Most people think planning their live show will make it less creative or even make it boring. They’re “artists,” after all, and real artists are spontaneous, instinctive, organic, led by the Spirit… you name it. Really, it’s what I call “winging it.”
Unfortunately for most musicians, planning and preparation means to:
- learn the songs in practice (get them tight & be able to sing them well)
- make a quick set list 30 minutes before you walk out
- then go out and try to act spontaneous from stage
It’s because they think creativity can only happen when they are either writing the songs or performing them onstage.
However, there is another way to plan your show that will make you much more successful, cause your audiences to become fans & tell others about you, and give you more fulfillment as a performer. It will happen when you get excited about the creative process of putting a show together before you walk out on the stage… before you even go into rehearsals!
…people don’t go to a live show just to hear songs… the goal of your shows should be to create emotional “moments” foryour audience…
I’m talking about getting a vision for the show: a vision for what you’re doing, a vision for the songs and how you can create moments. Because people don’t go to a live show just to hear songs, and the goal of your show isn’t just to sing and play correctly. The goal of the evening isn’t even for people to hear the words because your message is important.
The goal of your shows should be to create emotional “moments” for your audience, to engage and captivate them throughout the concert, and to change their lives in some small way.
Getting a vision for your show — the process of doing it, anyway — isn’t necessarily easy. But in reality, it is one of the most creative parts of a great show. It’s where you, as an artist, have the opportunity to turn the music of a show into an emotional experience for the audience.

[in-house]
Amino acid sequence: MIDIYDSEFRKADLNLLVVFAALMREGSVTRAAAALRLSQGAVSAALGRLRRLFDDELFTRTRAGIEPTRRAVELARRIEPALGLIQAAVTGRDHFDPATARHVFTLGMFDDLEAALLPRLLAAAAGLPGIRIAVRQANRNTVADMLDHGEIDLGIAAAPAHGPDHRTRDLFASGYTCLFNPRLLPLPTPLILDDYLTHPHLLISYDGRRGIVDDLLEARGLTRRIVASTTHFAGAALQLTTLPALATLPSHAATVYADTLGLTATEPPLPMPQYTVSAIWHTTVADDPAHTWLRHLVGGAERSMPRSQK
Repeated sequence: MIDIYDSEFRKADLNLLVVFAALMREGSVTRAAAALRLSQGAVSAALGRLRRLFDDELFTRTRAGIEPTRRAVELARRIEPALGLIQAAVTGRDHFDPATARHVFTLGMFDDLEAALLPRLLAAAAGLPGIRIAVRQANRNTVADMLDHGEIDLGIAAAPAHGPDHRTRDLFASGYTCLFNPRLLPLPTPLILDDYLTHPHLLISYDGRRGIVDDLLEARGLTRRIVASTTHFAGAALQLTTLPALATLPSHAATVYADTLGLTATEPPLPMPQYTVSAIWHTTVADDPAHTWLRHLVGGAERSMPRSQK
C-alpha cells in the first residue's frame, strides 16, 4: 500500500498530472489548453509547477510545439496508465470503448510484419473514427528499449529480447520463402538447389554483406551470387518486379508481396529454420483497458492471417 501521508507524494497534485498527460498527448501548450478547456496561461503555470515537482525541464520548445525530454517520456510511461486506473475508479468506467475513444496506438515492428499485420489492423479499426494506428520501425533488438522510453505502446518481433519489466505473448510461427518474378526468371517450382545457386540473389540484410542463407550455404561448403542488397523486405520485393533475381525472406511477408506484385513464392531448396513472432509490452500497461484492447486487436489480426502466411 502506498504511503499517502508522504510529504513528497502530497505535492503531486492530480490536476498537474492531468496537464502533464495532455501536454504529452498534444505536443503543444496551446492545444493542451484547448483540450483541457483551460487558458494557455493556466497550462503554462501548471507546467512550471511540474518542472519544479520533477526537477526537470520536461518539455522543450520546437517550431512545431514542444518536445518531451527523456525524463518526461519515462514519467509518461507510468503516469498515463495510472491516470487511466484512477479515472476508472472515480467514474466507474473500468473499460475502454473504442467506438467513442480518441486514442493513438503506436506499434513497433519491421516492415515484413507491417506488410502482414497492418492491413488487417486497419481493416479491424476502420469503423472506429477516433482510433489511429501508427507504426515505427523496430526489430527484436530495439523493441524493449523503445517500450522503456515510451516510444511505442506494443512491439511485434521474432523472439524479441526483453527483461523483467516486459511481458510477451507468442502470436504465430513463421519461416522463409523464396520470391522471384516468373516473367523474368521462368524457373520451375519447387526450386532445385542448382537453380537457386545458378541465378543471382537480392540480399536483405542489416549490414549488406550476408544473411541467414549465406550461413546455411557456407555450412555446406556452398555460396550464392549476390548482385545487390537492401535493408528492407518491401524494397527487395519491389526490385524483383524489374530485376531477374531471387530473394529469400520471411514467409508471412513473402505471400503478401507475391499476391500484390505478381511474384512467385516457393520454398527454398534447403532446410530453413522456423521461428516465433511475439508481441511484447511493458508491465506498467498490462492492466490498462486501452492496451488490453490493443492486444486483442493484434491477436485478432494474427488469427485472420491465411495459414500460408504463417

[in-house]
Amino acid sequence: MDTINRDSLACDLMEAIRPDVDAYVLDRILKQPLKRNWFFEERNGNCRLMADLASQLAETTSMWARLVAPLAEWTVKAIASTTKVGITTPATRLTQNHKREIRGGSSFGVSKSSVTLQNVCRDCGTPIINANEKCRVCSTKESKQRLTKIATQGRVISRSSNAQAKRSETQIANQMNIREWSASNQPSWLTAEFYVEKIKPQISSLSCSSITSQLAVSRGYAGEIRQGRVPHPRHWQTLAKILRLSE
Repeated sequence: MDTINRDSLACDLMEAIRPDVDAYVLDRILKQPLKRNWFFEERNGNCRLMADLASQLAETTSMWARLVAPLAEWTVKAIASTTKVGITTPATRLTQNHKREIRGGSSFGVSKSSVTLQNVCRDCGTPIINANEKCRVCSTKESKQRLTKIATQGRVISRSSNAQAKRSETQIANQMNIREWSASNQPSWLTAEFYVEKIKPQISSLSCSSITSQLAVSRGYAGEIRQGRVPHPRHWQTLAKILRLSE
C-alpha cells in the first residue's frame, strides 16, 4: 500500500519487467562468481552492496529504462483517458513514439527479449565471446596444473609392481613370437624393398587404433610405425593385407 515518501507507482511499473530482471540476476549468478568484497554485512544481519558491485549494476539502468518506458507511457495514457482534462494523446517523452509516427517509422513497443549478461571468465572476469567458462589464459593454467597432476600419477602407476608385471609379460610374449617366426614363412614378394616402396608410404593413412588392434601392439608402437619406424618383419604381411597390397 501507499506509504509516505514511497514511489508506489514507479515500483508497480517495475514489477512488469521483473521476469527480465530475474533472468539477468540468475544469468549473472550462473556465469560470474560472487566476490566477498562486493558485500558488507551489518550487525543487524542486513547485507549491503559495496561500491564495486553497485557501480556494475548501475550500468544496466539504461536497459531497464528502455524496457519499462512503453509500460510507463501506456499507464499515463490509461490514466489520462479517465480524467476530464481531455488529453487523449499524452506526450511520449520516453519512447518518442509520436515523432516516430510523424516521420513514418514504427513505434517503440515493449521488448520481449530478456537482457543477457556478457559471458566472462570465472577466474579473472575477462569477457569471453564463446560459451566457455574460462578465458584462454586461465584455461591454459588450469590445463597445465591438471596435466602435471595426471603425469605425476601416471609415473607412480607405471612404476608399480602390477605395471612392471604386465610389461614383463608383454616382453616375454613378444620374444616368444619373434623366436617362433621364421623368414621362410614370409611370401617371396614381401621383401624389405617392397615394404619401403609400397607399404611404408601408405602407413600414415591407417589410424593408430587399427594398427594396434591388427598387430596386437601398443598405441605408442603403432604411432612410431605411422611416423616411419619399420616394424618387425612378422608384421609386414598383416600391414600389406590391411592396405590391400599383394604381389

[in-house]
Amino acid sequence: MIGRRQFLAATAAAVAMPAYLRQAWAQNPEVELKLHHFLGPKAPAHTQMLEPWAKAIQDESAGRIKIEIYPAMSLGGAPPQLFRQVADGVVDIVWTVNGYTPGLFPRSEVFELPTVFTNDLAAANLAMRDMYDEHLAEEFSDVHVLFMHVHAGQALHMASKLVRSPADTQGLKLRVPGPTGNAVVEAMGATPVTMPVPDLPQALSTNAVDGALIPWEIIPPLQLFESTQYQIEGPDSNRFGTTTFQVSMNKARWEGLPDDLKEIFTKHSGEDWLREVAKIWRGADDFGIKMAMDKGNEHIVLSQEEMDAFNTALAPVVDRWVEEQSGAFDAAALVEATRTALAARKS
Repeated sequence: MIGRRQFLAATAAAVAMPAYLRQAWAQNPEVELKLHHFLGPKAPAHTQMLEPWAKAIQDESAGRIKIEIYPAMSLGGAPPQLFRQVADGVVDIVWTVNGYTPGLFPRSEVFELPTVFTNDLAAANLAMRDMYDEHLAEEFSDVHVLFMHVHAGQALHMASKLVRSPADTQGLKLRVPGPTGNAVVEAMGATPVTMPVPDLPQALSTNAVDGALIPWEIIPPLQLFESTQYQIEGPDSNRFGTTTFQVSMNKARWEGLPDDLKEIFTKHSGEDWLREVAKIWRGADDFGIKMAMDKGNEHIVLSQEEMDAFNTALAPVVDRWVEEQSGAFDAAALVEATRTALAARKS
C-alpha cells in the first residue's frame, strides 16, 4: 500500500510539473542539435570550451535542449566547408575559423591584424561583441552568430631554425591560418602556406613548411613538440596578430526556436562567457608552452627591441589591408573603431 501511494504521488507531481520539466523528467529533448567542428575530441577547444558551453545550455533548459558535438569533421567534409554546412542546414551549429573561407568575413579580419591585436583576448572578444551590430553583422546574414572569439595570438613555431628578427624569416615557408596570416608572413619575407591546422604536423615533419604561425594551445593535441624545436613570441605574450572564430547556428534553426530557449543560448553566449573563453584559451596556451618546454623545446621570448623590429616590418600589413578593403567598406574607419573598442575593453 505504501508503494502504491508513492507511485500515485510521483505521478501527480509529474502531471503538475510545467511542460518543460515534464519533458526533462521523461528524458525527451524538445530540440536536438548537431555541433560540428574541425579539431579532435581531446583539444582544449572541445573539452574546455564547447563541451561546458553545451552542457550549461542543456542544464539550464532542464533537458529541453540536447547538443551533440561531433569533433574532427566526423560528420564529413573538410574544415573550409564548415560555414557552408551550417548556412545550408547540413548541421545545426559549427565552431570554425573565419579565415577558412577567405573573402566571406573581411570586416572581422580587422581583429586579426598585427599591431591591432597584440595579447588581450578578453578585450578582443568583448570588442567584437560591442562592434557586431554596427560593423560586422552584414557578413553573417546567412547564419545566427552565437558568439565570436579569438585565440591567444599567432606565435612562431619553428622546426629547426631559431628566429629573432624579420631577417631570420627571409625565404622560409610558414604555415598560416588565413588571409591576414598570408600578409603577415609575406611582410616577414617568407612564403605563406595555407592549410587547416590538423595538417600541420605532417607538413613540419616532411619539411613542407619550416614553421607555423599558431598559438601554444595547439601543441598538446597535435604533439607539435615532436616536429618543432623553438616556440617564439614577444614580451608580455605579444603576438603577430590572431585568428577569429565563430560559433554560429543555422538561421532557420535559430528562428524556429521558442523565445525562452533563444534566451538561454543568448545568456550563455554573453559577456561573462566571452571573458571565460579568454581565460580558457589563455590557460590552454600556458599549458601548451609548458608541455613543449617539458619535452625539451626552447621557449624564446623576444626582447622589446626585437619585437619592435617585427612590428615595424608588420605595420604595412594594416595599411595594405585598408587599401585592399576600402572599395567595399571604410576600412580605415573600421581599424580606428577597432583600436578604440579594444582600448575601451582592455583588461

The ideas you might get for your songs may come to you as you are writing a song, watching a show, driving in your car, or spending dedicated time coming up with ideas. But however they come to you, they are the ideas that will bring uniqueness to your show.
So many times I see artists perform who obviously have no vision for their show. They’re winging it. They’re just trying to figure out what’s supposed to be happening with the audience. The truth is, it’s you who has written the songs, understands the songs, and knows what you’re trying to communicate – You are in charge.
So you’d better have a vision for what you’re doing onstage.
If you have no vision, then in two or three years you’ll likely not be performing anymore. You’ll be thinking it just wasn’t for you. Maybe it’ll take five years because you’re pretty persistent. But you won’t be able to figure out why it “just wasn’t working for you” or why it worked one night but not the next. The reason is, you didn’t have a plan!
So let’s think about a plan for you. First, you need to ask yourself, “Who is my audience?” Are you dating your audience or are you married to your audience?
If you are playing to all or mostly all new people who don’t know you, you are “dating” your audience. The way you approach and plan your show is different than if you’re “married” to your audience. If I’m dating a girl, my approach to how I communicate with her is totally different than after I’m married to her and going out with my wife. I don’t have to go through all the preliminaries with my wife.
Most of you reading this are probably not married to your audience. You haven’t sold a million records so when you come out onstage everyone starts singing along because they know your music so well. You might have a few friends at your show, or maybe some people already know you. But the majority of your audience is new.
So you’ll want to start your set list with an “Introduction Moment” — usually 2 songs, back to back, not too high energy, not too low energy. They’ll need to be something you’re singing “to” the audience because you want to start out the relationship with them in a friendly, positive way. And you’ll need to listen carefully to their response to you (you do that by accepting and encouraging their applause in the right way).
Until then, get a vision. Have a plan. Stop winging it! Get creative before you walk out onstage.